Well, yes, this all seems like it might actually happen. But then there’s the methane issue, which could be significant—conceptually it’s an issue, but I suppose it depends on how development takes place. Sadly, experience tells us that it won’t proceed without some sort of large screw-up. We don’t really know how many oil spills or nuclear accidents have occurred in the past that are lost to memory and the Arctic seas. But with every environmental group paying close attention, you can be that any new screw-ups will receive at least some attention—just consider Shell’s disastrous and ultimately farcical attempts to do some test drilling in offshore Arctic waters in 2012. If the media coverage of the spills associated with the proposed Keystone Pipeline is anything to go by, there won’t be broad media coverage, but someone will at least be paying attention. And the numbers are potentially and wildly scary—as the authors of a recent paper in Nature pointed out, economic costs of methane released in Arctic areas could approach $60 trillion, yes, trillion—which would be about the size of the global economy in 2012. Is this alarmist? Probably, and hopefully. But still, methane hydrates are genuinely scary, as the authors point out:
As the amount of Arctic sea ice declines at an unprecedented rate, the thawing of offshore permafrost releases methane. A 50-gigatonne (Gt) reservoir of methane, stored in the form of hydrates, exists on the East Siberian Arctic Shelf. It is likely to be emitted as the seabed warms, either steadily over 50 years or suddenly. Higher methane concentrations in the atmosphere will accelerate global warming and hasten local changes in the Arctic, speeding up sea-ice retreat, reducing the reflection of solar energy and accelerating the melting of the Greenland ice sheet. The ramifications will be felt far from the poles.
The methane pulse will bring forward by 15–35 years the average date at which the global mean temperature rise exceeds 2°C above pre-industrial levels — to 2035 for the business-as-usual scenario and to 2040 for the low-emissions case (see ‘Arctic methane’). This will lead to an extra $60 trillion (net present value) of mean climate-change impacts for the scenario with no mitigation, or 15% of the mean total predicted cost of climate-change impacts (about $400 trillion). In the low-emissions case, the mean net present value of global climate-change impacts is $82 trillion without the methane release; with the pulse, an extra $37 trillion, or 45% is added….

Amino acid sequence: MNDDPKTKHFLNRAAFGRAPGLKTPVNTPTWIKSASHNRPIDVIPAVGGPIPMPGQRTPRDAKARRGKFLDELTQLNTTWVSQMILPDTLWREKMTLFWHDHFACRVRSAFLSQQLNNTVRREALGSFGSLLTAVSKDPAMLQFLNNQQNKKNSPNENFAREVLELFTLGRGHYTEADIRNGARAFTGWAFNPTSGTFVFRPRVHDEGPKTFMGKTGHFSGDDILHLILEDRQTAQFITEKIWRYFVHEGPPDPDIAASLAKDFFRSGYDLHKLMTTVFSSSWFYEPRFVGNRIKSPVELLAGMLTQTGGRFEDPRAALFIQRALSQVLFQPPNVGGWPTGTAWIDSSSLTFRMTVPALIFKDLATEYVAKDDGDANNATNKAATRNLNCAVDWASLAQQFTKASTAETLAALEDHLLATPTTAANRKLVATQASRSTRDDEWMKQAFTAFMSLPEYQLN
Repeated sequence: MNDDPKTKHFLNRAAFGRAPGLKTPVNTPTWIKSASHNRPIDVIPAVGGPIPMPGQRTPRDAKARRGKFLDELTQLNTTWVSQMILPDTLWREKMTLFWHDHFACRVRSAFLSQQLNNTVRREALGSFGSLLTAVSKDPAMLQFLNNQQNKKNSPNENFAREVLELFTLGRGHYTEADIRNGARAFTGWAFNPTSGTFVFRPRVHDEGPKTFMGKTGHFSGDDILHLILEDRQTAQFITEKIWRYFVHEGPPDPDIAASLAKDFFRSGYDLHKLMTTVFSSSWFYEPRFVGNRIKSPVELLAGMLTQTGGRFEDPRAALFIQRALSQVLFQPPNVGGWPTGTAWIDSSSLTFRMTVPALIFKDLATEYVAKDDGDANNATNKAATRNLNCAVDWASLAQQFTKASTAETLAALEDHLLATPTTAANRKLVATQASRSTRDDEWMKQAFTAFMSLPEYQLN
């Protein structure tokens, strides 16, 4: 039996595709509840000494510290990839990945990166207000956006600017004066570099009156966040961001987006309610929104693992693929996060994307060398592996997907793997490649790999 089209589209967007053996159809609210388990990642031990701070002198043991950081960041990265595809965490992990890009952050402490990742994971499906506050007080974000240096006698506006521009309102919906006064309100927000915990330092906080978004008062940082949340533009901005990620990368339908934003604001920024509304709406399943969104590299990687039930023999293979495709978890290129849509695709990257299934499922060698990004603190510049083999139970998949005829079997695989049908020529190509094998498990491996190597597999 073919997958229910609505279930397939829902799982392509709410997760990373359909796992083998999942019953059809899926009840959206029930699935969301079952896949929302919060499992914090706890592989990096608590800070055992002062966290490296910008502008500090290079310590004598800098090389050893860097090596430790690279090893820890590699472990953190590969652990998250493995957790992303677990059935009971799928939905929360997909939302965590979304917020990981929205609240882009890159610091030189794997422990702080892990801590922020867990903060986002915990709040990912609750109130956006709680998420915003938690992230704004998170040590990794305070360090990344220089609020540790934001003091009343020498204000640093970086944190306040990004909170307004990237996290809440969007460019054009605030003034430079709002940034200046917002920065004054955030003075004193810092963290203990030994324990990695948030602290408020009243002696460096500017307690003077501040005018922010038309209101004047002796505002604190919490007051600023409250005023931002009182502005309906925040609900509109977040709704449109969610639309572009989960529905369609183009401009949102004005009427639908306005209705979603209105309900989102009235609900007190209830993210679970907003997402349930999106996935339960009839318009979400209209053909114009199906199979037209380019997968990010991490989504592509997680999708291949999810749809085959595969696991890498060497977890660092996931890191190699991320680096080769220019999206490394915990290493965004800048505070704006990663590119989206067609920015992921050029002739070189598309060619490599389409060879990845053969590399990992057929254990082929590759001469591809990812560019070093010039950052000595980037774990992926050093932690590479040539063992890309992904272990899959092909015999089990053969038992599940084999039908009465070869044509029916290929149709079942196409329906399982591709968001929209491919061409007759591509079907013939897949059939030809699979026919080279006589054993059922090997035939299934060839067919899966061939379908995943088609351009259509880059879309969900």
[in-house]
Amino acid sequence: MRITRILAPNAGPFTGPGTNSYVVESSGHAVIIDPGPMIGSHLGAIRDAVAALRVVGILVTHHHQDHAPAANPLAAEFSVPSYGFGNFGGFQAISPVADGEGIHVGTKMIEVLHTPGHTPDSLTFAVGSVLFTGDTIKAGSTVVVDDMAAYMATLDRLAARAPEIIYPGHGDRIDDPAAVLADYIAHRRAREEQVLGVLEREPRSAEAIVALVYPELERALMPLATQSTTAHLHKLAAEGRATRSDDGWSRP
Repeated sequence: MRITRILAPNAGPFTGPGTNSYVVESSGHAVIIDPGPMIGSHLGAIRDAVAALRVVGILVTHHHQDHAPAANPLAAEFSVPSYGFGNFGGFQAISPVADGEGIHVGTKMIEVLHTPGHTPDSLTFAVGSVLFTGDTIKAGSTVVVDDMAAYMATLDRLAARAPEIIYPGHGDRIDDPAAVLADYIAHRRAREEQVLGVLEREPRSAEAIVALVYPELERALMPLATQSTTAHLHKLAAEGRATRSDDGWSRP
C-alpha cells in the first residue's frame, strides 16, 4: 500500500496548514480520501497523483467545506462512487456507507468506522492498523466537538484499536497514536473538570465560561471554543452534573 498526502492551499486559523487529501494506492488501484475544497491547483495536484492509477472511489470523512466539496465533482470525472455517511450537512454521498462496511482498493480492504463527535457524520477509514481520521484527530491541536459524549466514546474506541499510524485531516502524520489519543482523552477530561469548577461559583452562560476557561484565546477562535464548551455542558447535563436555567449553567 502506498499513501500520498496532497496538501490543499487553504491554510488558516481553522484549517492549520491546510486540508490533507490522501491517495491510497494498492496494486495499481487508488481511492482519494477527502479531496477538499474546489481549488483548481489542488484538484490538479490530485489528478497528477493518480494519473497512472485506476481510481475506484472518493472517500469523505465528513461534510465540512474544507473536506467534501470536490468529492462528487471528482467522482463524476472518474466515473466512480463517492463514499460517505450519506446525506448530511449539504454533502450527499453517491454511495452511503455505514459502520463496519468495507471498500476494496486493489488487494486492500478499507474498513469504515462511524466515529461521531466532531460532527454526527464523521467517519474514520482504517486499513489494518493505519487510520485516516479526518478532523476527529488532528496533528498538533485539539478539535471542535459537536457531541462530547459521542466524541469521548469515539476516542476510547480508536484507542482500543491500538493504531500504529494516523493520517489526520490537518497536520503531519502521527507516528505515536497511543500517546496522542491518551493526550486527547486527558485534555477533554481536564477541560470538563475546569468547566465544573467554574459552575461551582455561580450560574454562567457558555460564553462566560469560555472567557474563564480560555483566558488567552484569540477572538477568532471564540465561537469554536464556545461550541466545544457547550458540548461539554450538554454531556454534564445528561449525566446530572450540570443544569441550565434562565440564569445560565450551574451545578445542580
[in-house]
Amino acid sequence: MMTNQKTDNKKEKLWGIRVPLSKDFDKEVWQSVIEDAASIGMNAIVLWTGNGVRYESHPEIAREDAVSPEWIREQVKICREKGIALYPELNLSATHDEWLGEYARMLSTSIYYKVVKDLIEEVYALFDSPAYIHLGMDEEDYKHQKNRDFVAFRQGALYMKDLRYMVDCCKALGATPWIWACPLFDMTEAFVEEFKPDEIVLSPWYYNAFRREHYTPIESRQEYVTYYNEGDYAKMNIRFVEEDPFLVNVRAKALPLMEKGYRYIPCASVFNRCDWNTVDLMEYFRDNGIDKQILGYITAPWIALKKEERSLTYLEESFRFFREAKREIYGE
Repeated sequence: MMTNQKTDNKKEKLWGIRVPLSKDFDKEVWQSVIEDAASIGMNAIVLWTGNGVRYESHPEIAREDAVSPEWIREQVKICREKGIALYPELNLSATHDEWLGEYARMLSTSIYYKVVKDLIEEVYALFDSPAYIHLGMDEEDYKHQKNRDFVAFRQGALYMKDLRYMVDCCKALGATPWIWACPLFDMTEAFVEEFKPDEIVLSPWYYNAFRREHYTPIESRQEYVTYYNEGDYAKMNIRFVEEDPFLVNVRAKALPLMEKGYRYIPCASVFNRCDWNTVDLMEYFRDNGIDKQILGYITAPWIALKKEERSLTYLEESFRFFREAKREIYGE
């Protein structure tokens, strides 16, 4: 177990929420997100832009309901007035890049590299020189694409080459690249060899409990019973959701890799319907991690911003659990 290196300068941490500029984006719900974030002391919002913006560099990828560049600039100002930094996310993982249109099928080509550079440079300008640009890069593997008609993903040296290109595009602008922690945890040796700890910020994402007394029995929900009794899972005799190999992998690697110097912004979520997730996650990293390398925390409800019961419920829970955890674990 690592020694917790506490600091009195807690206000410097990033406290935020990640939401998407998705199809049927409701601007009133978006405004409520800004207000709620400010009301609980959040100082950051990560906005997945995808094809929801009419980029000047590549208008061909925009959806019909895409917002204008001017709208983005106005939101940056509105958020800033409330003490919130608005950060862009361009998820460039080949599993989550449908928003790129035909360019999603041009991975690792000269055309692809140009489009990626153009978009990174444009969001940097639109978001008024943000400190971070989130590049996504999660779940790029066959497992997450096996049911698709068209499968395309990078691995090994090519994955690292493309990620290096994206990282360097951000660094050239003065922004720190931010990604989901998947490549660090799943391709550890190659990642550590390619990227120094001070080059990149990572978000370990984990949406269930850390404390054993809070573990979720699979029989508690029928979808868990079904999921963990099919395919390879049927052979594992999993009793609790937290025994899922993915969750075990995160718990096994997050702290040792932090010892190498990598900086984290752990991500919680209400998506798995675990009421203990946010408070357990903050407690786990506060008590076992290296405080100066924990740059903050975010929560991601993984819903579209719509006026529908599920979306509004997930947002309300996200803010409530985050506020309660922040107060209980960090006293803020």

Nor will development be inexpensive. Americans, and much of the world, have gotten so used to the idea of energy being cheap that they now seem to feel it’s an inalienable right. We see this here in the UK as well—every time the cost of gas bills go up, there are cries that the government should “do something” to reduce them. But that’s not the way it should work—we’re in energy trouble, especially in the US, largely because we’ve been lulled into thinking it’s ok to not pay the full cost of energy. Instead we defer the cost of the externalities, and pretend that they don’t exist. Shale gas may be the exception, but let’s reserve judgment there for a couple of more years. About the only thing we know about those “undiscovered” reserves that the Arctic may contain is that getting the oil and gas out of there is a daunting task, and one that will cost money. Shell has spent $4.5 billion over seven years to develop its Arctic drilling infrastructure, and it still doesn’t work. And China is certainly interested in drilling as well. What their track record is on oil development I can’t say, so I suppose I should cut CNOOC and other Chinese oil companies some slack on the grounds that they haven’t screwed up yet. Strangely enough, I’m not prepared to do that.
So once again we face some questions about the massive experiment we are conducting on Planet Earth—mainly, do we want to go there? Well, that’s not exactly the question any more—we seem to be going there regardless. Next year we’ll probably see a doubling yet again of the number of ships crossing the Arctic. And I suppose that someone will derive some economic benefit from the fact that whatever it is they’re shipping from Kobe to Rotterdam will get there ten days earlier. Still, it may be a trend, but it’s not one I would want to encourage.
The above stamp, of the icebreaker “Lenin,” is one of a set of four icebreaker stamps issued by Russia in 2009. Of course, I don’t think anything is named after Lenin any more. The ship was commissioned in 1959, de-commissioned in 1989, and is now a floating museum. It was the world’s first nuclear-powered surface ship.